Mesothelioma can be a very difficult disease to diagnose. Many of the symptoms present as being similar to viral or bacterial diseases like pneumonia or bronchitis, and the diagnosis is further complicated by the fact that many mesothelioma patients also develop these lung conditions as a result of their illness and its weakening of their immune system. It is critically important that physicians understand whether a patient has had a significant asbestos exposure history; without that knowledge, a clinician is likely to assume that mesothelioma symptoms are caused by a much more common condition.

The diagnostic process usually begins with a complete physical examination, lung function tests, and an X-ray of the chest or abdomen. CT scans and MRIs are also often done at this stage so that the physician can get an idea of the condition of the lungs or abdomen and detect effusions (pools of liquid within the pleural sac or the abdominal cavity) which are often present in the case of mesothelioma.

Chest X-rays are useful in determining the presence of a fluid buildup in the lungs, and sometimes will show a mass or tumor, depending on the progress of the mesothelioma. Computed Tomography (CT) scans can also see pleural effusions, and may also show pleural thickening and invasion of the chest wall by the tumor mass. Magnetic Resonance Imaging (MRI) scans are excellent at identifying tumors and helping surgeons to plan more aggressive treatment of the disease; diagnostically they are able to look for enlargement of the lymph nodes and to assess the suitability of the patient for surgical treatment. Positron Emission Tomography (PET) scans are more expensive than the other imaging options, but are superior at determining tumor sites and can also be used in definitively establishing the staging of a mesothelioma disease.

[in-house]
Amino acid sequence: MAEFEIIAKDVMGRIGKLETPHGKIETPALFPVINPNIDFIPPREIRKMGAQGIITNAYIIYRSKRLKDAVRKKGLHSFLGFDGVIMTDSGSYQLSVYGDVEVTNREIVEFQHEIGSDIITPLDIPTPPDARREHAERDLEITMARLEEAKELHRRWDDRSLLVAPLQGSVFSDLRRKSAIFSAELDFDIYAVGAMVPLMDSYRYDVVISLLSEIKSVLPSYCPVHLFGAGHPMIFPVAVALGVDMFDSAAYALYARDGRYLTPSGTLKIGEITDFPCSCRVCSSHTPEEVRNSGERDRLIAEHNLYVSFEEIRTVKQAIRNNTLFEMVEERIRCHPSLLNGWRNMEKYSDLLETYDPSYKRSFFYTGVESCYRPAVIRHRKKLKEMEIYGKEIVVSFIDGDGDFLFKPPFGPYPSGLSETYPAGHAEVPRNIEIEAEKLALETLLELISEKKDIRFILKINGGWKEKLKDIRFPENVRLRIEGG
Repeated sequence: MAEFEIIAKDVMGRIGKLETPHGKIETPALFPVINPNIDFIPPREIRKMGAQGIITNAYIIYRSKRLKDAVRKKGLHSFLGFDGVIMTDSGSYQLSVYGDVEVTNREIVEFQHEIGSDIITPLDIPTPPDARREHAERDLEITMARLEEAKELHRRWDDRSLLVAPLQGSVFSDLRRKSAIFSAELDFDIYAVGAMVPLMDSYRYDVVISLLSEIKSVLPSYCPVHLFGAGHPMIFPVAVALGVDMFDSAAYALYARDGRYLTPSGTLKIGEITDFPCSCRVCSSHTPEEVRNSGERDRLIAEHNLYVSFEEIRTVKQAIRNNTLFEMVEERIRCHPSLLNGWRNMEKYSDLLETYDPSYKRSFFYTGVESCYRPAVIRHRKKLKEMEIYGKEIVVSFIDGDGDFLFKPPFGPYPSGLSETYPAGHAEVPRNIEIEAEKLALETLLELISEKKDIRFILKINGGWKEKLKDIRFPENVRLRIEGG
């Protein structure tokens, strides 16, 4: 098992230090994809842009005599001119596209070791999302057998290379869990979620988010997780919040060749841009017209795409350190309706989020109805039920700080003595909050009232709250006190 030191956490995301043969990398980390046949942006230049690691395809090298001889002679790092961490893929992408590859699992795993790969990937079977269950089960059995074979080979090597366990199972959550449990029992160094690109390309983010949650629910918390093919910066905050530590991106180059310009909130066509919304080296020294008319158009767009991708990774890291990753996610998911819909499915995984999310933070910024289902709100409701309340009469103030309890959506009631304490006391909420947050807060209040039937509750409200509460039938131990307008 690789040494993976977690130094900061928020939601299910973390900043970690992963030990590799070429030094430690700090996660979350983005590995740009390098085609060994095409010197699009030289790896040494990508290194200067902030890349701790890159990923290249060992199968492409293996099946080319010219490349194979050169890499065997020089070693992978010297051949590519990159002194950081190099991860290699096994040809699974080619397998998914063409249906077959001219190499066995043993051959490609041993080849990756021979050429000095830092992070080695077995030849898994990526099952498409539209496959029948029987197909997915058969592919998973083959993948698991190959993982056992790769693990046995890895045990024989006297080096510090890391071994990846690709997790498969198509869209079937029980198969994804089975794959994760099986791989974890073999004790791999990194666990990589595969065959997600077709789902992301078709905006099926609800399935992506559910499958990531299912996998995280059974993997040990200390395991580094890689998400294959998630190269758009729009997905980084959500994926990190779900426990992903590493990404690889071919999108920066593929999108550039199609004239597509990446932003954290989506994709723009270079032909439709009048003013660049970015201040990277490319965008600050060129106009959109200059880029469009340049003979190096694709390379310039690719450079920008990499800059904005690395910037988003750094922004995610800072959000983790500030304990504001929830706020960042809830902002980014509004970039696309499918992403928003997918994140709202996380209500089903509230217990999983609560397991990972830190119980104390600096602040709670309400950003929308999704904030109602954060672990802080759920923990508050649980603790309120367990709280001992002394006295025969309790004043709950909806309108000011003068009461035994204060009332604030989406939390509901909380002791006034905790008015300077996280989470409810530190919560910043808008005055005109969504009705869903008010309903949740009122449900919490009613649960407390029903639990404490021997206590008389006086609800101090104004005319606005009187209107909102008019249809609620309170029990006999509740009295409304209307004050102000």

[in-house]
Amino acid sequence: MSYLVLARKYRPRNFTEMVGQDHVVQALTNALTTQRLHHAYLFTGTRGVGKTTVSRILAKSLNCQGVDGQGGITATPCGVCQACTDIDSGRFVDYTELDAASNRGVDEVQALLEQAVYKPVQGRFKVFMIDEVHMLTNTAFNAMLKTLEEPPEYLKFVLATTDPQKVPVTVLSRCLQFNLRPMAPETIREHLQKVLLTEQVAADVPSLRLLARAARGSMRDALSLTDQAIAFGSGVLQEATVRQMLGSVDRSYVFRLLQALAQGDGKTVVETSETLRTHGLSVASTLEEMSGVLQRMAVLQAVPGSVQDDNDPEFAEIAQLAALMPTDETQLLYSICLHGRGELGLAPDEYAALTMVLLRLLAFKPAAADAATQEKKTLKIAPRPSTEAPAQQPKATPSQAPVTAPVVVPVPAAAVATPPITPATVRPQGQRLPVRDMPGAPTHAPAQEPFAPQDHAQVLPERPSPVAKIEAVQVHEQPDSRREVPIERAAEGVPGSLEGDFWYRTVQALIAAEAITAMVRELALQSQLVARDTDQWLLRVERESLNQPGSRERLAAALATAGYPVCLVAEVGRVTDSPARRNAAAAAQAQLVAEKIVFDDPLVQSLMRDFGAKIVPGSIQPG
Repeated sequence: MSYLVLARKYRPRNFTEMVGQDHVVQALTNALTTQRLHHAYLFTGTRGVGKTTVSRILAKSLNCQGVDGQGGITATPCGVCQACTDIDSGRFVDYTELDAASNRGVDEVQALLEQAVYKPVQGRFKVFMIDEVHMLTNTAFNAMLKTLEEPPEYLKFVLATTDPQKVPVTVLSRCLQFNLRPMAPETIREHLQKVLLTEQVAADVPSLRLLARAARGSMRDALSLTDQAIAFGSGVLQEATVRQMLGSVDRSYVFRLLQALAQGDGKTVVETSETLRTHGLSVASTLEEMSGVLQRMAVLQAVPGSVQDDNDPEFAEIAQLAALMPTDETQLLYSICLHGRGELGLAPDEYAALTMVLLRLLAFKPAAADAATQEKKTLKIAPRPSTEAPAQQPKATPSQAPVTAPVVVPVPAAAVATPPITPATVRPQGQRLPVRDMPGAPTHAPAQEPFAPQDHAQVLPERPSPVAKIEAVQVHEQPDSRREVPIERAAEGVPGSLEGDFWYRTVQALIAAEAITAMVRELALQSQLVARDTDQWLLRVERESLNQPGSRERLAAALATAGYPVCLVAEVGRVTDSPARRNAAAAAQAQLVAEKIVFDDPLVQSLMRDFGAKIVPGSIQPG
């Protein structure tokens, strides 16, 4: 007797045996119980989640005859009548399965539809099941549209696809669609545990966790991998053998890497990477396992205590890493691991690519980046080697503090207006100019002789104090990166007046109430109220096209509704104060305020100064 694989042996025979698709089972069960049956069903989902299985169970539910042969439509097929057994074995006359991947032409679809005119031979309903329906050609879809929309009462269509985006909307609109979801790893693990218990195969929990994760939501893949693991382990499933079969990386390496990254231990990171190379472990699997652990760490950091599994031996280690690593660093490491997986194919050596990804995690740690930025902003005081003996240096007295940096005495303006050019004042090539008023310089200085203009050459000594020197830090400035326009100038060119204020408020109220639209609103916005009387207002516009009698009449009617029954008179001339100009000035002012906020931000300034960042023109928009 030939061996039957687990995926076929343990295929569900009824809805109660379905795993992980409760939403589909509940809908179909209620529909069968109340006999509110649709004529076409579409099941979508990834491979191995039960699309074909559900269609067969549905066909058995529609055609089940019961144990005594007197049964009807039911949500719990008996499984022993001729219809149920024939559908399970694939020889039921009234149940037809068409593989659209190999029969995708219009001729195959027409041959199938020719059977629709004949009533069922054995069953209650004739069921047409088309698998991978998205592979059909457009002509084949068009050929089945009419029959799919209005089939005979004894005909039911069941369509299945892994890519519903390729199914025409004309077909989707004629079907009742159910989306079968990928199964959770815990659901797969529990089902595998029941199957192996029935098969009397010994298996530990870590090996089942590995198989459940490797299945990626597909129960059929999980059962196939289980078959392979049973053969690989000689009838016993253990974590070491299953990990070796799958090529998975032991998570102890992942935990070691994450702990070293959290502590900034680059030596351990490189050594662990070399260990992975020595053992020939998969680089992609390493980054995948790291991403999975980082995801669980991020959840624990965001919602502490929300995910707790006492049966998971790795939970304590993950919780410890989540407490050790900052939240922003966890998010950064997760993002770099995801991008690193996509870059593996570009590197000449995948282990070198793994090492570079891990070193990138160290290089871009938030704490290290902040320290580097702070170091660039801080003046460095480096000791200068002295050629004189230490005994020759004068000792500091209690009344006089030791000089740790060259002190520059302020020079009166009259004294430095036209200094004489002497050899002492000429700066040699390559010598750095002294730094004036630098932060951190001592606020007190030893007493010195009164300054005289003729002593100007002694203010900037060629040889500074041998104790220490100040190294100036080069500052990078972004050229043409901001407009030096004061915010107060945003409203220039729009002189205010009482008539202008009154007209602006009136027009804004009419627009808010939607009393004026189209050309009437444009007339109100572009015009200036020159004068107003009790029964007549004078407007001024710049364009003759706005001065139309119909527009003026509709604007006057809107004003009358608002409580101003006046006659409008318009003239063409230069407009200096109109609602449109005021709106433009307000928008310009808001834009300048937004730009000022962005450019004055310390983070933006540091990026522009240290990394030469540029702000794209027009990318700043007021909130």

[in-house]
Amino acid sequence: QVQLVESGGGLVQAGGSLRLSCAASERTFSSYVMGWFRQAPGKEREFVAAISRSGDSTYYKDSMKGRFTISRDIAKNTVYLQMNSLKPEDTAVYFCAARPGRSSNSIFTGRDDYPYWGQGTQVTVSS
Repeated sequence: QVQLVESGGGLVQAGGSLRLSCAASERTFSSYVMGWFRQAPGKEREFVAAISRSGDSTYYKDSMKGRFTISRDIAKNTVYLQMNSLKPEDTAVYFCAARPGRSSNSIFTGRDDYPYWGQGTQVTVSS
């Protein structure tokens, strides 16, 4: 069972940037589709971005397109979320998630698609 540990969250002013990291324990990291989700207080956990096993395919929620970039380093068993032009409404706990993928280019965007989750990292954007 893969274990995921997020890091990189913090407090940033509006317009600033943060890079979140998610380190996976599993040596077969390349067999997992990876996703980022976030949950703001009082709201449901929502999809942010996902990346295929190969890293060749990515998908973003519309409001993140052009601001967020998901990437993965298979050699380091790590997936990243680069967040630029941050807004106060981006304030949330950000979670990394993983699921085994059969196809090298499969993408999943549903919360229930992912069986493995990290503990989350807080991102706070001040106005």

Imaging is not always sufficient to provide a solid diagnosis, and so physicians still rely on more traditional methods of biopsying affected tissue. A needle biopsy of a tumor may be used diagnos asbestos cancer, as well as a cytological screening in which fluid is removed from the affected area and examined microscopically for cancer cells. Thoracoscopy (inserting a thin tube into the chest to remove a sample of tissue) and peritoneoscopy (inserting a tube into the abdomen) are often used to retrieve tissue samples for analysis.

Examination of the tissues removed by a pathologist is usually sufficient to permit the diagnosis of malignant mesothelioma, and to distinguish mesothelioma from other similar conditions such as adenocarcinoma. Patients typically do not seek medical care for mesothelioma until the symptoms have been ongoing for four to six months; this lateness of diagnosis is one of the reasons that mesothelioma has such a high mortality rate.

By the time patients are diagnosed, it is generally far too late for surgical intervention, and the cancer has generally progressed to the point where radiation and chemotherapeutic treatment that would kill the cancer would also kill the patient. For this reason, it is critically important that patients who know they have a history of asbestos exposure be diligent about monitoring the heath of their lungs, abdomen, and heart, and report suspicious symptoms to their physician immediately.